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When the legendary screenwriter William Goldman famously wrote of Hollywood, 'Nobody knows anything,' he was referring to the alchemy of movie-making itself. But he might as well have been talking about the Academy Awards, a high-stakes annual crapshoot that makes fools of movie companies that claim to have figured it out.

The rewards are both uncertain and less impressive than people believe: An estimate by one economist suggests winning the best-picture Oscar is worth an average of only $3-million (U.S.) in direct economic benefits to a film. Still, independent film distributors and studios looking to prove their bona fides in order to attract talent for their next projects continue to covet Oscars.

And for years they believed there was at least one dependable strategy: Releasing a movie in the fall – ideally in the final weeks of the year – is the best way to ensure it stays top-of-mind for members of the Academy of Motion Picture Arts and Sciences.

That approach underpins the frenzied film-festival season, which begins with the Venice festival in late August, ramps up with the Telluride festival in early September, and then kicks into high gear with the Toronto International Film Festival a few days later.

But over the past few years, as the fall crush has intensified with more films eyeing Oscar, industry veterans have begun to question the strategy of waiting in the wings in hope of fighting for an ever-diminishing shot at glory. This year, two films considered to be front-runners at Sunday night's Academy Awards have drawn the industry's attention. The Grand Budapest Hotel premiered at the Berlin Film Festival last February and opened in North American theatres in March; Boyhood premiered at last year's Sundance film fest and opened in theatres in July.

"It's harder than ever to successfully release a film in the fall," notes Mark Slone, the executive vice-president of theatrical distribution for eOne Films Canada.

"Last year [in 2013], you had very few films that premiered early." (All nine best-picture nominees were released after Oct. 10.) "Of the ones that kept their powder dry, if you will, there were a number that really underperformed because they just got lost in the mix. Her and Nebraska: They really were not great earners, considering what great movies they were.

"A lot of these films, particularly lower-budget ones – like, say, a Nebraska – really require word-of-mouth. People have to see them and tell their friends to see them. And I think you can get very lost when you have a strong independent slate in the fall frame. A quieter film can find itself lost, and not be able to break through again."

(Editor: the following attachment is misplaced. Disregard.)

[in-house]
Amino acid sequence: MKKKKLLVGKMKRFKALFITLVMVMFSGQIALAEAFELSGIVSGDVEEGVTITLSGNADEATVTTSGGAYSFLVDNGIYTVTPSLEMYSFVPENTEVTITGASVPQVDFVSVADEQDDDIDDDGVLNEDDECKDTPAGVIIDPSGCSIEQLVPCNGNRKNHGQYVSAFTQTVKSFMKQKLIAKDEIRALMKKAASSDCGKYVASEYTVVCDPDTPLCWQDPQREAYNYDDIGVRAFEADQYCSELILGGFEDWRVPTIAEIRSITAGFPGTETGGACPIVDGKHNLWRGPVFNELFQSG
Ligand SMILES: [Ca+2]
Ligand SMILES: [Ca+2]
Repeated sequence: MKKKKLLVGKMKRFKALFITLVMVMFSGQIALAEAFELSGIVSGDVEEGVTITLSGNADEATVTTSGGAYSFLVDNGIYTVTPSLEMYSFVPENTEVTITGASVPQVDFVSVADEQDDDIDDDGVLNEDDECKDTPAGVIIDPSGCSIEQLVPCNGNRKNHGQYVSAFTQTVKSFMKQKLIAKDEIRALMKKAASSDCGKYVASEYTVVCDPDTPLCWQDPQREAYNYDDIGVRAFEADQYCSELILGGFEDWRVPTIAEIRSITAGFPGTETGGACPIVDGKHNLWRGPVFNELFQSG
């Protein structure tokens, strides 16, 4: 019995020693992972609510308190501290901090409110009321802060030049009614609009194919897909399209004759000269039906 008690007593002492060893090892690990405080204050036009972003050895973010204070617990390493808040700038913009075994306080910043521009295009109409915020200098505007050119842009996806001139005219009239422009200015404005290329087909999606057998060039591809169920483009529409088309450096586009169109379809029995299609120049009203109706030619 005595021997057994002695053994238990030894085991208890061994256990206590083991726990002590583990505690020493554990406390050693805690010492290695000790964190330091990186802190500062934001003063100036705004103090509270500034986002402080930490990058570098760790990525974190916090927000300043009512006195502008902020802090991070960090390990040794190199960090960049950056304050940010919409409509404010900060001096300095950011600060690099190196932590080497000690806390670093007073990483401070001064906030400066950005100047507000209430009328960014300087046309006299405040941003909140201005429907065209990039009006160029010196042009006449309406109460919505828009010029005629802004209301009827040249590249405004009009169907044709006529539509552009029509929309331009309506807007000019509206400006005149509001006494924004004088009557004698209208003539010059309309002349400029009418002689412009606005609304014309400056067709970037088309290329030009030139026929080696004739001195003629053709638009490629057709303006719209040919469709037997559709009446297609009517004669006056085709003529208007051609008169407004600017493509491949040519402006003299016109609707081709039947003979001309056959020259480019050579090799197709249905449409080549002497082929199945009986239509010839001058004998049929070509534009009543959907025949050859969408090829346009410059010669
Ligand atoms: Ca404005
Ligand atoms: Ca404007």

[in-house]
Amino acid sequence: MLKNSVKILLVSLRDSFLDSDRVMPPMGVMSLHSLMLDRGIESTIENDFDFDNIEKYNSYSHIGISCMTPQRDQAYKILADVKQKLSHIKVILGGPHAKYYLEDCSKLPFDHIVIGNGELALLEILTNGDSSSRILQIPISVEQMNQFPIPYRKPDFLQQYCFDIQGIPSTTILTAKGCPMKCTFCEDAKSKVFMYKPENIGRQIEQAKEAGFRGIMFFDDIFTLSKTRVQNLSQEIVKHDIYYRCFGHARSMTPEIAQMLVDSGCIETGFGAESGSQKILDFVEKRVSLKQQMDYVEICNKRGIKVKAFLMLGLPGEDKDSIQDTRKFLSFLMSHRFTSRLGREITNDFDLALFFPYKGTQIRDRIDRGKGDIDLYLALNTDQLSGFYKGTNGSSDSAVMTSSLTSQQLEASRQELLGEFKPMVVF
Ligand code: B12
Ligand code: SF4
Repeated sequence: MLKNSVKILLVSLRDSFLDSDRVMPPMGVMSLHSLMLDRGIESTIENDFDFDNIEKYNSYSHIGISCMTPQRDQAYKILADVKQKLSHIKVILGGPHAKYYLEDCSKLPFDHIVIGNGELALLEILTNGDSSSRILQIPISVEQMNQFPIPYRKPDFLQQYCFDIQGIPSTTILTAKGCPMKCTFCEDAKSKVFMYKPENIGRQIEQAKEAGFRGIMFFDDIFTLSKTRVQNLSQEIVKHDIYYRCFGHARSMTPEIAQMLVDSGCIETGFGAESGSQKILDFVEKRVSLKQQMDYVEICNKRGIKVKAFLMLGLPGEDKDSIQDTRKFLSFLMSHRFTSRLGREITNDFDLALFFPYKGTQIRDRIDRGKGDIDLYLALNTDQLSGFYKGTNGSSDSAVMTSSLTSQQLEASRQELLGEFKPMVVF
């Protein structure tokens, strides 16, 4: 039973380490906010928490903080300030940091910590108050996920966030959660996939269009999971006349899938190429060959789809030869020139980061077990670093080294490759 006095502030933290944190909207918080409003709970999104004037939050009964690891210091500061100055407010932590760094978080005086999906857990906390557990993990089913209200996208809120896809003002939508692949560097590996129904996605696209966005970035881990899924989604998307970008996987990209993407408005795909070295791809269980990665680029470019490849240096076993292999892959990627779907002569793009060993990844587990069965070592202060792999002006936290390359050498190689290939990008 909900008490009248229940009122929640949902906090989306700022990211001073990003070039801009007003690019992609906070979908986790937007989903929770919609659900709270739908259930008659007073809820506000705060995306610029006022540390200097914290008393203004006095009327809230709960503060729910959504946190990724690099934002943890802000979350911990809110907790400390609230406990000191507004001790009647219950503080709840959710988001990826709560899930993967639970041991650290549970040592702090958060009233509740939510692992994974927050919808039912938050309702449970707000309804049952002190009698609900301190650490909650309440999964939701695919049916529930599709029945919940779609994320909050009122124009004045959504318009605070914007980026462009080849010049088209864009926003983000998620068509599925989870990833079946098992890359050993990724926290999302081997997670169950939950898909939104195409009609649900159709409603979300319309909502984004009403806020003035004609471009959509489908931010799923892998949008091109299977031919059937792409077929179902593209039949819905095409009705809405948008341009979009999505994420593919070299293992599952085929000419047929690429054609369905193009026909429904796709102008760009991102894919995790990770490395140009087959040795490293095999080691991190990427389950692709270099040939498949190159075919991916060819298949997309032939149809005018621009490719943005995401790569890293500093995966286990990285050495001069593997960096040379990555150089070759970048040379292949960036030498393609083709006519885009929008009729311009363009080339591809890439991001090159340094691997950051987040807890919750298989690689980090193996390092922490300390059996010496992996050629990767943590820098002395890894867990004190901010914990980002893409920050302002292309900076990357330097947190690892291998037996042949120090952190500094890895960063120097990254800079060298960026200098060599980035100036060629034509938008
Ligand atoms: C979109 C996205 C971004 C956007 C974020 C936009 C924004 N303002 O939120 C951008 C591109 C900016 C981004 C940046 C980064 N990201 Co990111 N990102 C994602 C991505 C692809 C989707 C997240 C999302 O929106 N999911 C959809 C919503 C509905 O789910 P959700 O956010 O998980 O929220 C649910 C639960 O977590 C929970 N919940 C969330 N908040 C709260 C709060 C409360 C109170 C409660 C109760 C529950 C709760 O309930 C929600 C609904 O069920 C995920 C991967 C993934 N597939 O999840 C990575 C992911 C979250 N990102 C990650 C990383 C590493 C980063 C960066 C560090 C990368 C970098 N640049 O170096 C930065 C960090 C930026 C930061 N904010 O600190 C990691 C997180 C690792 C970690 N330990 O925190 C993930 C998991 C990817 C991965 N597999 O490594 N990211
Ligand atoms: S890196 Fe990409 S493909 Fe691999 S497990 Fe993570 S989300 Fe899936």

The distributors of Boyhood wanted to avoid that fate. "We had offers of major festival placement in the fall," says Hussain Amarshi, the president and founder of Canadian distributor Mongrel Media. "IFC, the U.S. distributor [which directed the film's North American release] decided to go out in the summer to avoid that bottleneck that develops around the fall."

The fall crush is a relatively recent phenomenon. Films dreaming of Oscar used to be released throughout the spring, summer and fall. Twenty years ago, Forrest Gump opened in July, 1994, and was still pulling in more than $1.5-million per week in North American theatres the following April, one month after scooping up five Oscars, including best picture. The following year, four of the five best-picture nominees – Braveheart, Apollo 13, Babe and Il Postino – opened before September, earning their spots on the Oscar red carpet without any help from the fall film festivals. (Sticklers will note that Il Postino had actually appeared at TIFF the previous year, before taking a long and winding road to theatrical distribution and awards season.)

About 15 years ago, conventional wisdom began to turn, congealing around the belief that the best spot for a shot at Oscar was to start on a short runway. American Beauty – which launched at TIFF in 1999 to great buzz, opened wide a few weeks later to strong box office, and went on to win best picture – was held up as the case study.

Of the 55 films nominated for best picture between 1999 and 2009, 47 opened in September or later. (The year 2002 saw a mad crush at the finish line, as all five nominated films – Chicago, Gangs of New York, The Pianist, The Hours and the second Lord of the Rings movie – opened in the final 14 days of the year.)